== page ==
Detention (lunch and after school)

Discussion in 'Secondary Education' started by bandnerdtx, Apr 19, 2015.

  1. bandnerdtx

    bandnerdtx Aficionado

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    Apr 19, 2015

    I'm currently at a school that does not offer any kind of detention at all. We are looking at incorporating that next year to handle some of the minor discipline issues we are facing.

    How do your schools assign detention? Who is in charge? How long does it last? How effective is it? What are some of the best and worst practices you've seen with managing detention?

    Any help or suggestions you can provide would be greatly appreciated. :)
     
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  3. The Natural Log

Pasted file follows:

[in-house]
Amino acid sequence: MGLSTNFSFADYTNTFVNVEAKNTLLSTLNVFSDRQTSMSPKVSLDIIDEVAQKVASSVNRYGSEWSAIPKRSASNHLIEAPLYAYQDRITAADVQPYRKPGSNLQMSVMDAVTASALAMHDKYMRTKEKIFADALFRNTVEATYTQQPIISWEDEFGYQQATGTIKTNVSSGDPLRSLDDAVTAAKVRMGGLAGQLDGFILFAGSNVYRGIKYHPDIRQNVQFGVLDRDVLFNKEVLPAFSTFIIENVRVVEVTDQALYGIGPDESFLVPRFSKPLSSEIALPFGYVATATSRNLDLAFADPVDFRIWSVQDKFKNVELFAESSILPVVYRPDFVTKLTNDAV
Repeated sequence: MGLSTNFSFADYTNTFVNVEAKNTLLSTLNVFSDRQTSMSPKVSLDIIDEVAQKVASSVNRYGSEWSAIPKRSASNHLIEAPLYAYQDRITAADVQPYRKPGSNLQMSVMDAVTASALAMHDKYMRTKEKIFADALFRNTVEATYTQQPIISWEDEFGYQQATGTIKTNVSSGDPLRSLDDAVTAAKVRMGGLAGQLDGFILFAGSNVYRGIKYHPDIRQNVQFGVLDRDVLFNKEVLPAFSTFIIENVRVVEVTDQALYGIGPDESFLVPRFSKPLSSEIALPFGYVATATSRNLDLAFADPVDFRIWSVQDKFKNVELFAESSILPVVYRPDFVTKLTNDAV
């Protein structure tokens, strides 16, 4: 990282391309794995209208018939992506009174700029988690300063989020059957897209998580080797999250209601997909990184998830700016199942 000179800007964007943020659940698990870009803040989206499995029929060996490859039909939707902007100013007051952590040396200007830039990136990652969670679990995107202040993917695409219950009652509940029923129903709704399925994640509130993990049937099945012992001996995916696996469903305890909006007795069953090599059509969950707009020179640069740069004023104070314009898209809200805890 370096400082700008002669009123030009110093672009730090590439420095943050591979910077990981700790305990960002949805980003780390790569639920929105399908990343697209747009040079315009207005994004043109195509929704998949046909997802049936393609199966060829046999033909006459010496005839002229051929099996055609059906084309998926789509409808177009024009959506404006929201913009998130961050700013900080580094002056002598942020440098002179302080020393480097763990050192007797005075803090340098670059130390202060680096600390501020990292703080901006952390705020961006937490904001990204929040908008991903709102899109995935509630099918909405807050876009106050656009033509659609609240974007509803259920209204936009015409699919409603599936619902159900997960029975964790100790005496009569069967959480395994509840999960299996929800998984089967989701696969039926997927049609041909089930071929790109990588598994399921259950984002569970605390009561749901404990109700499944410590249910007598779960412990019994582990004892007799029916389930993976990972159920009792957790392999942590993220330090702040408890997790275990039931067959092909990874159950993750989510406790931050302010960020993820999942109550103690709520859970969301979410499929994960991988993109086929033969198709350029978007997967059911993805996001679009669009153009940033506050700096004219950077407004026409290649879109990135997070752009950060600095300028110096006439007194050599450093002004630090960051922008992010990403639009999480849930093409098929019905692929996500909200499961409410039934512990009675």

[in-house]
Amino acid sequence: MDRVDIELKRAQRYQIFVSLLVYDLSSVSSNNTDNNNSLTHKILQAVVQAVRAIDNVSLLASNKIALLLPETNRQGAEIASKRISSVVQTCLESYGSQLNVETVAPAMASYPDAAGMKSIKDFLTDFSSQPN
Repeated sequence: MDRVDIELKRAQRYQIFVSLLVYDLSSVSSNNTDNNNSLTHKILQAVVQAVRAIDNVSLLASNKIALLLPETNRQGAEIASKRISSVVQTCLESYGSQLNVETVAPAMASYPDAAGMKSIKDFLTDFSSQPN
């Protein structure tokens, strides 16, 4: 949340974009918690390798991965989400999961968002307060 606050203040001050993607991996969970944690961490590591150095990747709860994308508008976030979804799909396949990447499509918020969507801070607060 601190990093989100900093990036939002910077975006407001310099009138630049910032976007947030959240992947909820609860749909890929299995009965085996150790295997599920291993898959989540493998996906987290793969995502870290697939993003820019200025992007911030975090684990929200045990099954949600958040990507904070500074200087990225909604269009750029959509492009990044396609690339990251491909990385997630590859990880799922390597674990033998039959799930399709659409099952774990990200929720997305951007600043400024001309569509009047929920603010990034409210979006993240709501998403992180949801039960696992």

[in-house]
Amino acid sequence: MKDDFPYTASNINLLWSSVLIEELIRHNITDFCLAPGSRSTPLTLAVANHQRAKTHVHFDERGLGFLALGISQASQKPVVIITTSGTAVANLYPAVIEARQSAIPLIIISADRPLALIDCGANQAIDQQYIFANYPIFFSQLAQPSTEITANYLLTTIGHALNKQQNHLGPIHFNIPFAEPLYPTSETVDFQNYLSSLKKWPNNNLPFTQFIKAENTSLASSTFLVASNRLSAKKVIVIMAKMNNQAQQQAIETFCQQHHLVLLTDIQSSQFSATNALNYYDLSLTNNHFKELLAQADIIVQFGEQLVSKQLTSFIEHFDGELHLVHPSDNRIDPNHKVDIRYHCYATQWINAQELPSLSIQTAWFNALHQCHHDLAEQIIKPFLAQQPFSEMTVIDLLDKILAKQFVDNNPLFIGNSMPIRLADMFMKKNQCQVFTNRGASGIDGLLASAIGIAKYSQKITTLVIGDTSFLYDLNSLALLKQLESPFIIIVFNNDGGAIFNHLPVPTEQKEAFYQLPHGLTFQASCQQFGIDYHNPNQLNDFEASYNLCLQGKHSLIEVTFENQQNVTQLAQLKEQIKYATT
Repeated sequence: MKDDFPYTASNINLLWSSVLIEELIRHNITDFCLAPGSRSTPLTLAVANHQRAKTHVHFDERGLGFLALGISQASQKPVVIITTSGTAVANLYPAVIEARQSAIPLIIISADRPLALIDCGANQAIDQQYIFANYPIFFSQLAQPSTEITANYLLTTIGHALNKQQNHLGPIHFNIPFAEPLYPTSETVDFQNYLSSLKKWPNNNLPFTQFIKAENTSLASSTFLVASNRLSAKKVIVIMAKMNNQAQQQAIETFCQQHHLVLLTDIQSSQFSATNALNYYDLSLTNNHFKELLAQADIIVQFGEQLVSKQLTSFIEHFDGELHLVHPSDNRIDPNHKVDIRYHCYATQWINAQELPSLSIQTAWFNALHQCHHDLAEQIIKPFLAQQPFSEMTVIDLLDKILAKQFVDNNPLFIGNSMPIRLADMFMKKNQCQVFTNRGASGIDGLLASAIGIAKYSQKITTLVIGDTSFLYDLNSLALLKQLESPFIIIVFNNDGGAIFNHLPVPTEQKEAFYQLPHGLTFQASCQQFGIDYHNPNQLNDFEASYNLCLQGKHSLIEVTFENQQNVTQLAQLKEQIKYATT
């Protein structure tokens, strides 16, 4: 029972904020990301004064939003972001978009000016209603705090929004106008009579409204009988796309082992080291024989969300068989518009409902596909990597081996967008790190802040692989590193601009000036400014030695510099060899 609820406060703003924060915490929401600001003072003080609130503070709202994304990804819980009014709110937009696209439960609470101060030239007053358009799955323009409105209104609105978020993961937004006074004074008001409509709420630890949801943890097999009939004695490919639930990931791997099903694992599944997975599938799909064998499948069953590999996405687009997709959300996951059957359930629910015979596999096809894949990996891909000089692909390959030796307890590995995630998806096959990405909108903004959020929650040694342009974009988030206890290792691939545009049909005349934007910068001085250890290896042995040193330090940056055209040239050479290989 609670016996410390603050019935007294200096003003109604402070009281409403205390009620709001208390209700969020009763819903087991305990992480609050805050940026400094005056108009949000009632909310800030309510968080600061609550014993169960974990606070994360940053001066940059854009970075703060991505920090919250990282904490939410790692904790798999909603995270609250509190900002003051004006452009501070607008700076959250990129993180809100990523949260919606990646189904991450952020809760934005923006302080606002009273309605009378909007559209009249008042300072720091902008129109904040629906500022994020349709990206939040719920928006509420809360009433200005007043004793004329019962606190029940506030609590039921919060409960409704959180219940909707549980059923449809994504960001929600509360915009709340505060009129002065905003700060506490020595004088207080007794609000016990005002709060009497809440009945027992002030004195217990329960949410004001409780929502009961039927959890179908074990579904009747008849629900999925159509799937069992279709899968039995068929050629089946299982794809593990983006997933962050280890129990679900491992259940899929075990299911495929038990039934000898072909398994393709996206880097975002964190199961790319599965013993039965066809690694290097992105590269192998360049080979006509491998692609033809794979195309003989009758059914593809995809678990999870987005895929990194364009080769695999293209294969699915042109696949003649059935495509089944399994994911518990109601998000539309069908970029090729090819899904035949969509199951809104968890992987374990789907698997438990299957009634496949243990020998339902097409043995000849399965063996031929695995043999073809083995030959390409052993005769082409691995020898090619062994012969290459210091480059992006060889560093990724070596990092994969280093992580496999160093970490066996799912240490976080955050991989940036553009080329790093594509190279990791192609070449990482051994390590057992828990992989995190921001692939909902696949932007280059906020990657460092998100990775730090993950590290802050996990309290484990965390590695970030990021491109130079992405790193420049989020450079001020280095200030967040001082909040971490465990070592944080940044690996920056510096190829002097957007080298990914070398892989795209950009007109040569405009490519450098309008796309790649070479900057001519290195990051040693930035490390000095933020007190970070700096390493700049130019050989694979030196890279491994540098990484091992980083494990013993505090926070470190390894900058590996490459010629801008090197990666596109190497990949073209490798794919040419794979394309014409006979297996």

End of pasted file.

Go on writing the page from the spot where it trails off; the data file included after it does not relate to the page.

The Natural Log Rookie

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    Apr 19, 2015

    Most of our detentions are actually Saturday detentions handled by teachers who get paid to come in to administer them. They are 3 hours on Saturday morning.
     
  4. HistoryVA

    HistoryVA Devotee

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    Apr 19, 2015

    At my school, teachers don't assign detentions. We just write referrals and the admin team hands out consequences. We hold regular detention twice a week, 2:15-3:45 and Saturday detention from 8-12.

    Teachers sign up to oversee detention and are paid to do so.
     
  5. Linguist92021

    Linguist92021 Phenom

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    Apr 19, 2015

    We have lunch and after school detentions.
    teachers assign them, call the office ti put them on the list, right before lunch the list is announced, the P also calls the names out at the lunch window. We have a rotation of duty, so I will be doing detentions in May. (small school so each teacher has about 2.5 months of detentions / school year).